I am reluctant to tell people to use something that we have not tried on patients who we know have the disease based upon our protocol. Since I may be the only one who uses this protocol, that limits these studies to our own patients. Why do I say this. For one thing, we see lots of patients diagnosed with GSDM who, in fact, have other problems. In Dr. Coates’ study of methionine and treatment of GSDM, she found through necropsy at the end of the study that only 3 of the 12 patients she selected had DM. She did not follow our protocol. While it is true that the only way to absolutely confirm GSDM is with histopathology (only possible at the end of life), I have been able to confirm GSDM in many of our patients at the end of their lives. Enough where I am comfortable, that we do not miss simple things like intervertebral disc disease, infection, neoplasia and lumbosacral stenosis, those diseases which were confused for GSDM in Dr. Coates’ study. Many GSD owners flocked to the use of methionine which was found to be non-effective by Dr. Coates, even though her numbers of true GSDM patients was low. That suggests the we must be cautious.
    I have 2 patients who we are trying with lipid statins. One of these is severely affected and near the end of life the other is still mobile and has not responded as well as we would like with the current treatment protocol. We added Lipitor® to their treatment. The more severe patient developed acute renal failure. While the renal failure may not be due to the Lipitor®, I can not prove that it is not. Renal failure has been seen in human patients taking lipid statins, but usually this is thought to be secondary to rhabdomyolysis from muscle damage that can be caused by lipid statins. In fact, the muscle damage is thought to be due to the fact that the lipid statins also block the formation of CoQ-10 which is necessary for normal muscle health. When CoQ-10 levels fall, muscle damage results. This can be overcome, in theory, by supplemental oral CoQ-10 (around 100 mg twice a day). However, the patient who developed renal failure does not appear to have developed renal failure through this mechanism. Until we know, I think it is better to use the existing medications and keep informed of our progress.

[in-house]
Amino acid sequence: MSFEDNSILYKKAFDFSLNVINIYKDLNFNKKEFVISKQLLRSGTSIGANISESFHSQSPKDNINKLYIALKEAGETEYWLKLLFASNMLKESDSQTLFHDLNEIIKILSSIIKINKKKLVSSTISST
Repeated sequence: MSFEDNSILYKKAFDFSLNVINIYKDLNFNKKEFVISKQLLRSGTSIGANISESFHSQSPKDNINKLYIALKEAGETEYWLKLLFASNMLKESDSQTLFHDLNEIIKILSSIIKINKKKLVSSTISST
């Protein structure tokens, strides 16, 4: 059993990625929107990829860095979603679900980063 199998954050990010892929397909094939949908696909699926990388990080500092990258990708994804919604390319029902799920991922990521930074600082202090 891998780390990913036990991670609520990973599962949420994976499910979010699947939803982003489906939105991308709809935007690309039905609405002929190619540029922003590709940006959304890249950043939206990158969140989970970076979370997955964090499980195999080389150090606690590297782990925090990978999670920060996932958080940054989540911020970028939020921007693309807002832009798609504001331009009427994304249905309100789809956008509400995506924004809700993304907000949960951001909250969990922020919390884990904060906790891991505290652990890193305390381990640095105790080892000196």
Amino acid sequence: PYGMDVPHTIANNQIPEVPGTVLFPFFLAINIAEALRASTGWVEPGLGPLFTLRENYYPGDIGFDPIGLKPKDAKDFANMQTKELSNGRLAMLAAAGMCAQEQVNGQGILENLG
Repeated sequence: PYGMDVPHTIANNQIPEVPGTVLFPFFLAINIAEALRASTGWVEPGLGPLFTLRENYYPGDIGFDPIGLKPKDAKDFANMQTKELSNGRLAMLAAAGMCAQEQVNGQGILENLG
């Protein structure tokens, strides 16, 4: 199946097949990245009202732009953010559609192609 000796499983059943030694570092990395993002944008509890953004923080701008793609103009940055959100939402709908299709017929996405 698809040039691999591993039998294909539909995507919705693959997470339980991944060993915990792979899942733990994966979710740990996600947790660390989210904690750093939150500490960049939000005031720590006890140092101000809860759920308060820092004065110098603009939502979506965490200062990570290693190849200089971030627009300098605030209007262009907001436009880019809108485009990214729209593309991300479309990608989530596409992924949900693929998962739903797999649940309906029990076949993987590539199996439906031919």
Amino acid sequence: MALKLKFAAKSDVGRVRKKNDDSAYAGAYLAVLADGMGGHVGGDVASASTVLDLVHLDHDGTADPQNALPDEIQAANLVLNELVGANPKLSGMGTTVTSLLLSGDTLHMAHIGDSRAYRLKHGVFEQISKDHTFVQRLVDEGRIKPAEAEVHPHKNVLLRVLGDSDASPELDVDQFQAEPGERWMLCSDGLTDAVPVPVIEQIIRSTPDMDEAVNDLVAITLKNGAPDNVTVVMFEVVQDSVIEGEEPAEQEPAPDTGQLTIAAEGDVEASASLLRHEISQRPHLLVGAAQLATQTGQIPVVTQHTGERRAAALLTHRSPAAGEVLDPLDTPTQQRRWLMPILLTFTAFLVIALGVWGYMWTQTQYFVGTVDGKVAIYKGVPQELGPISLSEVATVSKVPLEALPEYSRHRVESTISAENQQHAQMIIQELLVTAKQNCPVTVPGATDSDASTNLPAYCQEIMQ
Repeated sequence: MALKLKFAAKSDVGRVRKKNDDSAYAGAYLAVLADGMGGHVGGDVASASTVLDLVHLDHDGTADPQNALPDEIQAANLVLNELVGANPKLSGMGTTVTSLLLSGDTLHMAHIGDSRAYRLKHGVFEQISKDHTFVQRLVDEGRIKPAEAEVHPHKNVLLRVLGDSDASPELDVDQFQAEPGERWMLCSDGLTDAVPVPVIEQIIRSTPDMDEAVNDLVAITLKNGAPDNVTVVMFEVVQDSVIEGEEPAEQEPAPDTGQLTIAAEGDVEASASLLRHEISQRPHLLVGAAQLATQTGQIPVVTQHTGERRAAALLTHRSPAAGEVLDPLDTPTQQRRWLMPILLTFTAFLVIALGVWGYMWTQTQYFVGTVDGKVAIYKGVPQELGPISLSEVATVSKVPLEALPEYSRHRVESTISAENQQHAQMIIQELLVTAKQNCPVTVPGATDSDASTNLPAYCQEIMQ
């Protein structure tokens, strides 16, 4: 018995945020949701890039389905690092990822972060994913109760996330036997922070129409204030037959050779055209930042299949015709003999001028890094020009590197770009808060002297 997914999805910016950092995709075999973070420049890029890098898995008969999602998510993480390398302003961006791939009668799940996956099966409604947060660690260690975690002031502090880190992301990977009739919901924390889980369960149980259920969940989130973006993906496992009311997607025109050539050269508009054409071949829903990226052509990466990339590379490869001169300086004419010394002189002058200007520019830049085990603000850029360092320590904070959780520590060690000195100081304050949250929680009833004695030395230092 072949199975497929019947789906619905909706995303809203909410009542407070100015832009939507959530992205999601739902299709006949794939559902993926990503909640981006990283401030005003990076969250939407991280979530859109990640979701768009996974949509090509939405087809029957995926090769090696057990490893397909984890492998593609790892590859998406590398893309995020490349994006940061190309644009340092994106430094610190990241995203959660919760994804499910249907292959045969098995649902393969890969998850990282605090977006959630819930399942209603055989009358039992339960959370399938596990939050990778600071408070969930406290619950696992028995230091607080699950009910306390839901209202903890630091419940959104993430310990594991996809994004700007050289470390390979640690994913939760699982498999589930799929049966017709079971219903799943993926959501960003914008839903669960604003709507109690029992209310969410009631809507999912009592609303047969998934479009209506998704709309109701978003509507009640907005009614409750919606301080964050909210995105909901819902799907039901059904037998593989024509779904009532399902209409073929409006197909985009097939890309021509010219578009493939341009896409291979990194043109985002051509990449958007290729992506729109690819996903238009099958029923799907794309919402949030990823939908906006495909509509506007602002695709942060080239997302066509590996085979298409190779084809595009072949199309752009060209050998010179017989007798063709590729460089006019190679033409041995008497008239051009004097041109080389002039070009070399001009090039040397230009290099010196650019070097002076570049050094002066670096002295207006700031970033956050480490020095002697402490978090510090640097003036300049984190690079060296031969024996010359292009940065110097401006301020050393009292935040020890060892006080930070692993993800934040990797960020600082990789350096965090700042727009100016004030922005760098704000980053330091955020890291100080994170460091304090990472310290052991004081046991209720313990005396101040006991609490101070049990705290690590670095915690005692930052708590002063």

The use of lipid statins in controlling immune-related neurodegenerative is certainly interesting and I hope it does turn out to add significantly to our overall treatment program. It is too early to suggest its wide-spread use, particularly if the diagnosis is not certain. Early treatment with our current medications is effective in most patients who have GSDM, even if it only delays progression. That remains the best starting point for treatment.

Best wishes for health and long life,

RM Clemmons, DVM, PhD
Associate Professor of Neurology & Neurosurgery